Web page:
Finally, the temporal stability of the beat signal obtained in Fig. 4 was tested using an rf frequency counter continuously at a sampling rate of 0.5 s over a long period of 24 hours. Environmental temperature and vibration were not controlled with the intention of evaluating the overall robustness of our apparatus in normal laboratory environment. During the testing, room temperature underwent a variation of ±5 °C and the apparatus was placed on a standard optical table without anti-vibration air support. Figure 5(a) shows an actual time trace of frequency fluctuation, which yields a standard deviation of 3.4 Hz. Breakdown due to the failure of injection locking was not observed at all during the whole monitoring period, which is not the case when the phase-stabilization control is not applied. The Allan deviation was also worked out as plotted in Fig. 5(b), which is 2.3 parts in 1015 at 10 s averaging and reduces to one part in 1016 at 1000 s averaging. Note that the original frequency-stabilized comb is subject to a fractional stability of 9 parts in 1013, which is in fact two orders of magnitude worse than the measured temporal stability. This comparison confirms that the whole procedure of our optical frequency generation causes no substantial degradation in frequency stability, thereby permitting the absolute frequency position of the original comb to be maintained in the generated frequency output.
In conclusion, the all-fiber-based apparatus built in this study allows us to generate near-infrared optical frequencies of an absolute uncertainty of 9 parts in 1013 from the stabilized comb of an Er-doped fiber femtosecond laser. The output frequency signal provides a narrow linewidth of less than 1 Hz and a net optical power of 20 mW after amplification through phase-stabilized injection locking to a laser diode. The long-term frequency stability over a period of 24 hours reaches 2 parts in 1015 at 10 s averaging, showing high immunity to environmental disturbance. Our method is precise and robust and, therefore well suited for on-site applications or space missions of near-infrared frequency calibration, spectroscopy, and optical clocks.
This work was supported by the Creative Research Initiative Program and the National Space Laboratory Program of the Korea Science & Engineering Foundation.
References and links
1. D. J. Jones, S. A. Diddams, J. K. Ranka, A. Stentz, R. S. Windeler, J. L. Hall, and S. T. Cundiff, “Carrier-envelope phase control of femtosecond mode-locked lasers and direct optical frequency synthesis,” Science 288(5466), 635–639 (2000). [CrossRef]
2. Th. Udem, R. Holzwarth, and T. W. Hänsch, “Optical frequency metrology,” Nature 85(6877), 233–237 (2002). [CrossRef]
3. J. D. Jost, J. L. Hall, and J. Ye, “Continuous tunable, precise, single frequency optical signal generator,” Opt. Express 10, 512–520 (2002).
4. T. R. Schibli, K. Minoshima, E. L. Hong, H. Inaba, Y. Bitou, A. Onae, and H. Matsumoto, “Phase-locked widely tunable optical single-frequency generator based on a femtosecond comb,” Opt. Lett. 30(17), 2323–2325 (2005). [CrossRef]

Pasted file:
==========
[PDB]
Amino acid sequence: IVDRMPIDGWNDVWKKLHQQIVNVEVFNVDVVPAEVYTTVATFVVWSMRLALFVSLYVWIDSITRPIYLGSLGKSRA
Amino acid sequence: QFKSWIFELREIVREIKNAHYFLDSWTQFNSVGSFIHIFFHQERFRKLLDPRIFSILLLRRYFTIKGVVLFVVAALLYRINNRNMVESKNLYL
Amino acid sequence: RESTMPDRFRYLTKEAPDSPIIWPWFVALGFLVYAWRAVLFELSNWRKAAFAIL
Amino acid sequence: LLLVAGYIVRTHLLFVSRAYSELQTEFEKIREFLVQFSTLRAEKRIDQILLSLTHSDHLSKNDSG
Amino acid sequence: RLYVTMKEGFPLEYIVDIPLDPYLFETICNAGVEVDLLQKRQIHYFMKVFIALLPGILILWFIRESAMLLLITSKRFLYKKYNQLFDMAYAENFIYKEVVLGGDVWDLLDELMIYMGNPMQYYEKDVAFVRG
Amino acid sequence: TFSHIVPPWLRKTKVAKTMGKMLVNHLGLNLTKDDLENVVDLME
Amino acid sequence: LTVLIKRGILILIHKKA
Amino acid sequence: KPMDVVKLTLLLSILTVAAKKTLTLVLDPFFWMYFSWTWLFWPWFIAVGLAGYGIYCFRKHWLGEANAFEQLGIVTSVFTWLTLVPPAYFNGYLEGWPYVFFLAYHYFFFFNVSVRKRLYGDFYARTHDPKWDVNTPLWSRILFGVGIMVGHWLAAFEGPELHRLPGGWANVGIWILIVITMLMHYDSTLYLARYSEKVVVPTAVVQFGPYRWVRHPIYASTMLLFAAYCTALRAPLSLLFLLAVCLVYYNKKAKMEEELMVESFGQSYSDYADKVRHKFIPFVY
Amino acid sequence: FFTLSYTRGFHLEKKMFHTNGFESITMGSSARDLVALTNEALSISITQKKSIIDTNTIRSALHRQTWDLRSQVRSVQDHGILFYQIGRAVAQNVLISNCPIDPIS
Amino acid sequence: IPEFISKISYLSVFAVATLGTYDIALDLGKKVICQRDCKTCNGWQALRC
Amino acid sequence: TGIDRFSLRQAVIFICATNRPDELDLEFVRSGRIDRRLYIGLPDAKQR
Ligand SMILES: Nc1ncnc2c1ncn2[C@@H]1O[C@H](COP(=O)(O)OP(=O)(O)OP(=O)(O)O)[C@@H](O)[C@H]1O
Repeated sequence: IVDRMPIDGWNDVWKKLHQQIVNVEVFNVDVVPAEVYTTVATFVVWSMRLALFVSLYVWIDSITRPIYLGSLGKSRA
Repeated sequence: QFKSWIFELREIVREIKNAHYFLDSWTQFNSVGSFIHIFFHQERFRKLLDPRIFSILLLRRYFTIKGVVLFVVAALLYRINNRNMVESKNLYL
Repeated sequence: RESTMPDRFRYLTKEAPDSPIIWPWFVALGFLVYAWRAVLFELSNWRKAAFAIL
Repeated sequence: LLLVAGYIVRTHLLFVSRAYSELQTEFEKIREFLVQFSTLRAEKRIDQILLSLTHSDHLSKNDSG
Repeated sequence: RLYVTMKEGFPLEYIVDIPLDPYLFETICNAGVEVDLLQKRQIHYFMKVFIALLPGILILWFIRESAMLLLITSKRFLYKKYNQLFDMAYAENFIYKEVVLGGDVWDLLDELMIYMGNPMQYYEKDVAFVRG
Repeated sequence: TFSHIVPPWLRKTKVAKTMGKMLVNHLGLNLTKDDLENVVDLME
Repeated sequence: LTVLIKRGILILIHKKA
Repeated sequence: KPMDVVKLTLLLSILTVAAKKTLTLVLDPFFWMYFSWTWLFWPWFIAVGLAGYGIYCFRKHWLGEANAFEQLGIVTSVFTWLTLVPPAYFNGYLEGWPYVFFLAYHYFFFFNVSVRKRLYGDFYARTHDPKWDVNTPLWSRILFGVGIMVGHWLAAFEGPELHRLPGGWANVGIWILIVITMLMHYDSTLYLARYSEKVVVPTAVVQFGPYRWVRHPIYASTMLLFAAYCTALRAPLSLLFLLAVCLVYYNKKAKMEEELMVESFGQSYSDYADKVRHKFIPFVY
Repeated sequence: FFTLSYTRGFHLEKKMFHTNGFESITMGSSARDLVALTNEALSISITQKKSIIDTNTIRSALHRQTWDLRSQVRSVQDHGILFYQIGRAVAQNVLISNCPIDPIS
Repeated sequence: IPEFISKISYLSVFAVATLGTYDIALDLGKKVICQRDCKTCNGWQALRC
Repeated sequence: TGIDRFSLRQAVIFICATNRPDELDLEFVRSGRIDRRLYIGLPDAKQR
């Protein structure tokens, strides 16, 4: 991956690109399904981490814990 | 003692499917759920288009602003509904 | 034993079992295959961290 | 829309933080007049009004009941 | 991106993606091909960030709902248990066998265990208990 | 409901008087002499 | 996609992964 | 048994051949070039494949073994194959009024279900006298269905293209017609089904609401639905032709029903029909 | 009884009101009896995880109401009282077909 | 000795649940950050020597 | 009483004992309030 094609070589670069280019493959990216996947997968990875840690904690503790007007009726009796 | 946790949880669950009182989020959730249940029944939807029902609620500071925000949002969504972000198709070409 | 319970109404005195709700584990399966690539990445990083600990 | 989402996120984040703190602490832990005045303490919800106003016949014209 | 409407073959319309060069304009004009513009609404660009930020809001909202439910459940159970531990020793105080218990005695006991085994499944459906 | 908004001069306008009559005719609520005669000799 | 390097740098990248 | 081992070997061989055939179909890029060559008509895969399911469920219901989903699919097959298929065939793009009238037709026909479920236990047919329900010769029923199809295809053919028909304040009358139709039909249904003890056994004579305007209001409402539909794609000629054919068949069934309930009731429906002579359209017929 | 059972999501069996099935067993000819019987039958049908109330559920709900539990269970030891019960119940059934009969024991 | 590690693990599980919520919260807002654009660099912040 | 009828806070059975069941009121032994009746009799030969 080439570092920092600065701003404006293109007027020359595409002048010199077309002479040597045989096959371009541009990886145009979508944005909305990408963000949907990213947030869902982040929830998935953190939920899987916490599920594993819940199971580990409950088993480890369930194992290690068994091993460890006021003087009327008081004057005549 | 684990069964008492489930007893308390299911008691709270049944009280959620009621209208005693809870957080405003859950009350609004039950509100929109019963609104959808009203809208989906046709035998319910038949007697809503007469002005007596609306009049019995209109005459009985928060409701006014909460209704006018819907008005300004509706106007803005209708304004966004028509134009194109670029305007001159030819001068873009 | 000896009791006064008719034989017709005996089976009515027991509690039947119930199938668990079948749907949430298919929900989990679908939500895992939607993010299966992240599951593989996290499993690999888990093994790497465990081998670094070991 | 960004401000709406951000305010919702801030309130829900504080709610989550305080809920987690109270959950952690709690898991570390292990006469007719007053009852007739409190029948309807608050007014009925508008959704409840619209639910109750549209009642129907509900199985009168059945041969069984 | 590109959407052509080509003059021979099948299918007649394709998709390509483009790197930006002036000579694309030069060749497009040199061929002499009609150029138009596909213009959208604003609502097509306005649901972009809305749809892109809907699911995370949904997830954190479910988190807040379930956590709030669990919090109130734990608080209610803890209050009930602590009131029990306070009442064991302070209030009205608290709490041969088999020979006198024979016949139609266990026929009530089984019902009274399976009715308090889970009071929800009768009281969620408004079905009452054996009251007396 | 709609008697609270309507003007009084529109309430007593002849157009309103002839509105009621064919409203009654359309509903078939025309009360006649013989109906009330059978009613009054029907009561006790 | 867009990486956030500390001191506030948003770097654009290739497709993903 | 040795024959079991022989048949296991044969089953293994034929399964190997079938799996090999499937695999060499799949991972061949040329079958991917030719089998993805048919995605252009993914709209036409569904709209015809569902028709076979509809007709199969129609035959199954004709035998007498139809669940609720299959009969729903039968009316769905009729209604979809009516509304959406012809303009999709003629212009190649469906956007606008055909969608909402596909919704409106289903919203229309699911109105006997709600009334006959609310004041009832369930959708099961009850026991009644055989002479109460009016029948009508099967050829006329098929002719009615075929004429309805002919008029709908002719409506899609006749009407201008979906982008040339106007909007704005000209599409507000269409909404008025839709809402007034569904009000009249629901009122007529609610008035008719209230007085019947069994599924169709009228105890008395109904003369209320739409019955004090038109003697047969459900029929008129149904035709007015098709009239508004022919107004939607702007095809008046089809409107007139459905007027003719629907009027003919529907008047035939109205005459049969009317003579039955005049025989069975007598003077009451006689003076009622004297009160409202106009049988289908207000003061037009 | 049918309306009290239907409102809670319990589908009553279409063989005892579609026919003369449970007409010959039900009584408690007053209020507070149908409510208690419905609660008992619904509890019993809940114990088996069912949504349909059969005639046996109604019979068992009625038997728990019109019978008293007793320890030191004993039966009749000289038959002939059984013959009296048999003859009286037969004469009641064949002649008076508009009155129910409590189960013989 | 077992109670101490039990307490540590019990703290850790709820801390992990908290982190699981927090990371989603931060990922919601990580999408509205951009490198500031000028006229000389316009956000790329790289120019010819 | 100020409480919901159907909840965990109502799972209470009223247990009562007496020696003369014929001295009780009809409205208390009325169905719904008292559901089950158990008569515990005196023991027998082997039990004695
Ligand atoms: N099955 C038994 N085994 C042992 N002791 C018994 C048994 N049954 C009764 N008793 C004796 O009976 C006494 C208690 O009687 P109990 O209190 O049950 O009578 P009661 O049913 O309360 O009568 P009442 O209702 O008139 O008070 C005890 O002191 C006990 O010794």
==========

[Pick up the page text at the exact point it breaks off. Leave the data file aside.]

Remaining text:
5. J. Jin, Y.-J. Kim, Y. Kim, S.-W. Kim, and C.-S. Kang, “Absolute length calibration of gauge blocks using optical comb of a femtosecond pulse laser,” Opt. Express 14(13), 5968–5974 (2006). [CrossRef]
6. S. E. Park, E. B. Kim, Y.-H. Park, D. S. Yee, T. Y. Kwon, C. Y. Park, H. S. Moon, and T. H. Yoon, “Sweep optical frequency synthesizer with a distributed-Bragg-reflector laser injection locked by a single component of an optical frequency comb,” Opt. Lett. 31(24), 3594–3596 (2006). [CrossRef]
7. Y.-J. Kim, J. Jin, Y. Kim, S. Hyun, and S.-W. Kim, “A wide-range optical frequency generator based on the frequency comb of a femtosecond laser,” Opt. Express 16(1), 258–264 (2008). [CrossRef]
8. H. Y. Ryu, S. H. Lee, W. K. Lee, H. S. Moon, and H. S. Suh, “Absolute frequency measurement of an acetylene stabilized laser using a selected single mode from a femtosecond fiber laser comb,” Opt. Express 16(5), 2867–2873 (2008). [CrossRef]
9. R. Lang, “Injection locking properties of a semiconductor laser,” IEEE J. Quantum Electron. QE-18(6), 976–983 (1982). [CrossRef]
10. F. Mogensen, H. Olesen, and G. Jacobsen, “Locking conditions and stability properties for a semiconductor laser with external light injection,” IEEE J. Quantum Electron. 7(21), 784–793 (1985). [CrossRef]
11. B. R. Washburn, S. A. Diddams, N. R. Newbury, J. W. Nicholson, M. F. Yan, and C. G. Jørgensen, “Phase-locked, erbium-fiber-laser-based frequency comb in the near infrared,” Opt. Lett. 29(3), 250–252 (2004). [CrossRef]
12. T. R. Schibli, K. Minoshima, F. L. Hong, H. Inaba, A. Onae, H. Matsumoto, I. Hartl, and M. E. Fermann, “Frequency metrology with a turnkey all-fiber system,” Opt. Lett. 29(21), 2467–2469 (2004). [CrossRef]
13. S. Fukushima, C. F. C. Silva, Y. Muramoto, and A. J. Seeds, “Optoelectronic millimeter-wave synthesis using an optical frequency comb generator, optically injection locked lasera, and a unitraveling-carrier photodiode,” J. Lightwave Technol. 21(12), 3043–3051 (2003). [CrossRef]
14. C. C. Renaud, M. Duser, C. F. C. Silva, B. Puttnam, T. Lovell, P. Bayvel, and A. J. Seeds, “Nanosecond channel-switching exact optical frequency synthesizer using an optical injection phase-locked loop,” IEEE Photon. Technol. Lett. 16(3), 903–905 (2004). [CrossRef]
15. A. E. Siegmann, Lasers (Univ. Science Books, Mill Valley, 1986), Chap. 29.
16. G. C. Bjorklund, M. D. Levenson, W. Lenth, and C. Ortiz, “C. “Frequency modulation spectroscopy,” Appl. Phys. B 32(3), 145–152 (1983). [CrossRef]